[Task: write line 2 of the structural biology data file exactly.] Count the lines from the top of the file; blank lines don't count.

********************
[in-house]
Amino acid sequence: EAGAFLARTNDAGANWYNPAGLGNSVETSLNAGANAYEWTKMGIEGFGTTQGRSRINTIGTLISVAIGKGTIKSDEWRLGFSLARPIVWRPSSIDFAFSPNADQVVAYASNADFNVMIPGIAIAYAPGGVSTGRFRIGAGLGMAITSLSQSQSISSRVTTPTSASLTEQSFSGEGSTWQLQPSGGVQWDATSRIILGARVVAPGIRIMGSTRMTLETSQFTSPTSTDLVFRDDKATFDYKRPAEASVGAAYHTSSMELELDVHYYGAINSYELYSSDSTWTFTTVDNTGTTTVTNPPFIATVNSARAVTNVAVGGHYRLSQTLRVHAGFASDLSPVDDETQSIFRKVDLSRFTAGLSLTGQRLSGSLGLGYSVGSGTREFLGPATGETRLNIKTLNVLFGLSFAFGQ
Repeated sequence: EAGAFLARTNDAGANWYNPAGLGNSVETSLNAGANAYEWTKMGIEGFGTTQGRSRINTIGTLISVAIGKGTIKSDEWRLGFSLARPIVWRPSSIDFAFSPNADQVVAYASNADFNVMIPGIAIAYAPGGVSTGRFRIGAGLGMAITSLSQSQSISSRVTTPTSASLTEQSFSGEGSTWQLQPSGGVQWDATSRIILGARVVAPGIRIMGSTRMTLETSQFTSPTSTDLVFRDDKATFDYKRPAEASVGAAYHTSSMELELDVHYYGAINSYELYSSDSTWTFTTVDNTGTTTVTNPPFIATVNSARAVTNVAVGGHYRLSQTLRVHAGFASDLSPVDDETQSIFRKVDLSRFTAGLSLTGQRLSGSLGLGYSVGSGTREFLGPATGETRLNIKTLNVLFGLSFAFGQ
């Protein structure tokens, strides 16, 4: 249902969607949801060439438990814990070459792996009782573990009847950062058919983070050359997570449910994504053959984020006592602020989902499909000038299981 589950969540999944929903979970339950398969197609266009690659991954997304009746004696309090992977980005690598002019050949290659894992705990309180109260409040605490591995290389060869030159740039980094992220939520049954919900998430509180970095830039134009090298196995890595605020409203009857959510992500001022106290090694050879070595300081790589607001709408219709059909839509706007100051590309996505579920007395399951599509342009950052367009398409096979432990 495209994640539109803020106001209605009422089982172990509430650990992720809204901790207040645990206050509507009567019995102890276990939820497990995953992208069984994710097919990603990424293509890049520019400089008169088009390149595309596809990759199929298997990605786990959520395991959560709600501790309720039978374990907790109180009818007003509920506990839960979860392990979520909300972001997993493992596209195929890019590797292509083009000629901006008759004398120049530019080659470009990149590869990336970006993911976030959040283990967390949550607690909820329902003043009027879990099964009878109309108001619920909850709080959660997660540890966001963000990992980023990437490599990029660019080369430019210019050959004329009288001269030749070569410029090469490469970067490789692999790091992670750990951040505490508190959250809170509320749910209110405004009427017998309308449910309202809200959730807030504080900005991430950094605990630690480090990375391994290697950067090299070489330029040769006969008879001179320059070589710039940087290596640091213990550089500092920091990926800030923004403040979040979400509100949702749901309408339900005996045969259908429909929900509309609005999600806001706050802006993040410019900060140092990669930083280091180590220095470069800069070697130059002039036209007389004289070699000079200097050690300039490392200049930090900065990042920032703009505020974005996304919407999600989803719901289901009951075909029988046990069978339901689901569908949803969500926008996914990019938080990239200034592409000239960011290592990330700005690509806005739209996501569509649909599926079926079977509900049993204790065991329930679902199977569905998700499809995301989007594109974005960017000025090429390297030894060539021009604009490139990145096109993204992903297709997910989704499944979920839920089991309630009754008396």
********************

Amino acid sequence: EAGAFLARTNDAGANWYNPAGLGNSVETSLNAGANAYEWTKMGIEGFGTTQGRSRINTIGTLISVAIGKGTIKSDEWRLGFSLARPIVWRPSSIDFAFSPNADQVVAYASNADFNVMIPGIAIAYAPGGVSTGRFRIGAGLGMAITSLSQSQSISSRVTTPTSASLTEQSFSGEGSTWQLQPSGGVQWDATSRIILGARVVAPGIRIMGSTRMTLETSQFTSPTSTDLVFRDDKATFDYKRPAEASVGAAYHTSSMELELDVHYYGAINSYELYSSDSTWTFTTVDNTGTTTVTNPPFIATVNSARAVTNVAVGGHYRLSQTLRVHAGFASDLSPVDDETQSIFRKVDLSRFTAGLSLTGQRLSGSLGLGYSVGSGTREFLGPATGETRLNIKTLNVLFGLSFAFGQ